A General Theory of Magic
Magic seems to be considered as an element that is opposed to religion and science. However, on page 11 of the book it states magic includes, "a whole group of practices which we seem to compare with those of religion." I agree with this statement because magic and religion is pretty similar in some aspects. These aspects include faith and believing something that is of a higher being.
The discussion of magic and religion in the book reminds me of something that I learned last quarter in my sociology of religion class. In the book, "Religion in Society: A Sociology of Religion" by Ronald Johnstone, it mentioned how magic is applied to religion. According to Johnstone, "Where magic is most likely to be practiced and condoned, people make little if any distinction between magic and religion or for that matter among scientific knowledge, religious knowledge, common sense knowledge, and magic. Knowledge is knowledge, be it scientific, religious or any other."
In the Johnstone's text it also contained a list of the similarities between Magic and Religion. Magic and religion has four similarities, according to Johnstone: 1) both are serious attempts to deal with and solve the basic problems people face; 2) both are based on faith in the existence and efficacy of powers that cannot be seen and can only be inferred by results; 3) both involve ritual activity, traditionally prescribed patterns of behavior; 4) both are bona fide elements of the group's larger culture and have well-defined norms and taboos to follow and observe. These similarities between magic and religion shows that both are not that much different after all. Both offer a supernatural answer when no solution is within reach by other means.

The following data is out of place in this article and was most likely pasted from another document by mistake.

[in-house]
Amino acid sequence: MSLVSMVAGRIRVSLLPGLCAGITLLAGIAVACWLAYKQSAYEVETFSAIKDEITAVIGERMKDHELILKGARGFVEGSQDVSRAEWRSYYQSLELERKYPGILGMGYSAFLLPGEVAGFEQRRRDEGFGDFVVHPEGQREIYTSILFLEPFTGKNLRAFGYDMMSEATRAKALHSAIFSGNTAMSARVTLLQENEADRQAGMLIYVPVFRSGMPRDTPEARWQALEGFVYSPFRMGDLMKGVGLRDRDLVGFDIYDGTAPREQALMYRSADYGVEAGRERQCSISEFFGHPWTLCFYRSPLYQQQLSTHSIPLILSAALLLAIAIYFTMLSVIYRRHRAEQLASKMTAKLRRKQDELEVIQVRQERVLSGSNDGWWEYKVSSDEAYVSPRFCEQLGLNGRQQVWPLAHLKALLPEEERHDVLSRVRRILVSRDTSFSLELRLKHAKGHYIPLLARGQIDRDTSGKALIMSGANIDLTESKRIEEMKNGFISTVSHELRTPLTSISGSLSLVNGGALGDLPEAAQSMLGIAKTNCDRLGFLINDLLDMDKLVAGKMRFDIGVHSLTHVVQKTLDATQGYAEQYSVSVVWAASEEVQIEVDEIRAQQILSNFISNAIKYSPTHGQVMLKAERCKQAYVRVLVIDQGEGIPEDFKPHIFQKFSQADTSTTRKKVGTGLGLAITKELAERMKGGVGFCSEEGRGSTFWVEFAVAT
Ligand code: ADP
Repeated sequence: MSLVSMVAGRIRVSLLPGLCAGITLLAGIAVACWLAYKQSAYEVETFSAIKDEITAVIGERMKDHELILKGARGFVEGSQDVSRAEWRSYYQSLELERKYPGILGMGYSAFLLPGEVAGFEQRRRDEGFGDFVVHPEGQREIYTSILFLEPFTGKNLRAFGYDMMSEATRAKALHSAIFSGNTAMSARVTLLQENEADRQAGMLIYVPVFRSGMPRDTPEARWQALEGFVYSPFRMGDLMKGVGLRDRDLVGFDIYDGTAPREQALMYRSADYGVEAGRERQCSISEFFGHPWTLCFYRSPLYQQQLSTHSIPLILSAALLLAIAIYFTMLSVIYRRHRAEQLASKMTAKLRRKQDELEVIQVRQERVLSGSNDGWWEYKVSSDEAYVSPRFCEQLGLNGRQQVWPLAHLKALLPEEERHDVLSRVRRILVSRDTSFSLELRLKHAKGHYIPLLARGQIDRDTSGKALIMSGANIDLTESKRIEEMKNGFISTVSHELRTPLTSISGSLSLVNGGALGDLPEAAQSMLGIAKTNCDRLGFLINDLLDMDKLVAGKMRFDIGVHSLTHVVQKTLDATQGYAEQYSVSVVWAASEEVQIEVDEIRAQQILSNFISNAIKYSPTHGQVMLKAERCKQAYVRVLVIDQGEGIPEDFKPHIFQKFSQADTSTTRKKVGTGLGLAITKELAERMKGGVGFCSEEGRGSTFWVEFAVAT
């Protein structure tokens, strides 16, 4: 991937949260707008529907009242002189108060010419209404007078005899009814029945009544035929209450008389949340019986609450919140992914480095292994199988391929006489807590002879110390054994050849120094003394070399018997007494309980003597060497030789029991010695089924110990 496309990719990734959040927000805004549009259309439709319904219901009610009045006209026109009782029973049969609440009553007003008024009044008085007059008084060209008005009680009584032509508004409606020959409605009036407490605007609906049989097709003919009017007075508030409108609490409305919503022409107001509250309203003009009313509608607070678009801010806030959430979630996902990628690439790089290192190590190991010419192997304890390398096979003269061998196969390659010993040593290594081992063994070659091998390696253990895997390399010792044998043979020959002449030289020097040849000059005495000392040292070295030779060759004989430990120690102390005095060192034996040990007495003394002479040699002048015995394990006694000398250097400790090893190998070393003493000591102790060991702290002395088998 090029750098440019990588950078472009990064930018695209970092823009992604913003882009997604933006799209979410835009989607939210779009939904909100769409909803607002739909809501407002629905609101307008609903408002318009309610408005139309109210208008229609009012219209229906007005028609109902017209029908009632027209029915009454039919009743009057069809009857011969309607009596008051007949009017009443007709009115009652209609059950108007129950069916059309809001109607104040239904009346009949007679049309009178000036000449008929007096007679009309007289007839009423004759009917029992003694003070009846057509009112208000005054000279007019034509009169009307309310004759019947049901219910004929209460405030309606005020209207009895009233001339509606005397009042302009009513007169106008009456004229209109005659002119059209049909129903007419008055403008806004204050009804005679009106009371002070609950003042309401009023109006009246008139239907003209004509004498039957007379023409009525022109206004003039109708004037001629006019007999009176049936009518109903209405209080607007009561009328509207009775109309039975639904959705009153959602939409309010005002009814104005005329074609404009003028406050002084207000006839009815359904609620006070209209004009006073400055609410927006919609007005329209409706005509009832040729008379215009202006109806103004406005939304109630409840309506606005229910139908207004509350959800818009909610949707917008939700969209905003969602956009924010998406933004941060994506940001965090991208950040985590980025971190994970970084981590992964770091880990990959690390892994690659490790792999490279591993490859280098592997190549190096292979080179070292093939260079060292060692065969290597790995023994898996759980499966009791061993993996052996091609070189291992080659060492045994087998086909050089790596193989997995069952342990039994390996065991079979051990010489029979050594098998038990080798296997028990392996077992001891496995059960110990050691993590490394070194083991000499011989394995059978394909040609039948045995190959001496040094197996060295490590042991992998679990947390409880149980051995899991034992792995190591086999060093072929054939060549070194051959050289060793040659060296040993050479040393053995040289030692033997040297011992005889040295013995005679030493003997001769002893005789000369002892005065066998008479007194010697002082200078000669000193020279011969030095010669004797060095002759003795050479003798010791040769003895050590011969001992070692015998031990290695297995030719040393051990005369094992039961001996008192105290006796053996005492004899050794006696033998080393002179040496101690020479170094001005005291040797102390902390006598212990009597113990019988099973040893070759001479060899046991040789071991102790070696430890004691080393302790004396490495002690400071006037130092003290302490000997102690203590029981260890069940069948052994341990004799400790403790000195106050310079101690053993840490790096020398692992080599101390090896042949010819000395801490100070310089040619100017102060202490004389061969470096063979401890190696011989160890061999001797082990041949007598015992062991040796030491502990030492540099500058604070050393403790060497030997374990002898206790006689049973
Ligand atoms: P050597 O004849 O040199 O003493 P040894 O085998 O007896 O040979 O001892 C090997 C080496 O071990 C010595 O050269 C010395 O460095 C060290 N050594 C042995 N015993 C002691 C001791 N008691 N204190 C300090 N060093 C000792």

Religion is based on beliefs, rituals, and practices. Magic and religion both contain rituals. Both magic and religion can be found to be influential to all cultures. The following link is the wikipedia link that discuss more about magic and religion. It also mention how both are found in certain cultures and the aspect of it in artifacts and rituals
An Analysis and Explanation of Magic’:
Belief, The Effectiveness of the Ritual, Mana, and Collective States and Collective Forces
.Mauss states that he had gradually reduced his study of magic to an interest in‘Collective Forces’,
he had found that they are active in both magic and religion. He believedthese forces could explain the whole of magic and its parts. He also mentions here that all knownmagic is continuous in nature and that its elements are just reflections of the same. Therepresentations seem to have sameness about them all throughout history. Magic is actually very simple, so the collective forces involved with them should also be as simple, which means themethods and use of those methods, by the magician, should once again be just as simple
.Magic is thought of in one aspect like religion, either you believe in it or you do not. Onenegative thought on the subject could ‘topple’ the whole idea, bringing suspicion. “Even in our own days, spirits do not let non – believers into their midst”
.Under the effectiveness of ritual the author relates the following: 1. Sympathetic formulaswill not be enough to represent the total idea behind ‘Sympathetic Magic’. 2. The idea of magicalproperties, themselves, cannot explain the belief in magical facts. 3. Demonology is better suitedto dealing with rites that involve demons
definition of ‘Mana’, “Mana is not simply a force, a being, it is also an action, a quality and a state of being…it is said that all things have ‘Mana’…itis seen to be something mysterious, that which is a spiritual action between sympathetic beings”
“Magic is a social phenomenon that gives form and shape to those poorly coordinated or impotent gestures by which the needs of the individual are expressed…itdoes this through ritual and renders them effective…magic is the most childish of skills and theoldest…magic is nature”
by his and others prejudicial viewpoints. Mauss’s idea of looking at magic from both a historical and an analytical perspective was well thought out.
The book would bevery useful for anthropological research. It has been mentioned that Mauss’s book is basically a book that looks at magic of primitive culturES
the astonishing modernity of the mind of one of the century's greatest thinkers. The book offers a fascinating snapshot of magic throughout various cultures as well as deep sociological and religious insights still very much relevant today.
At a period when art, magic and science appear to be crossing paths OF PURE MADNESS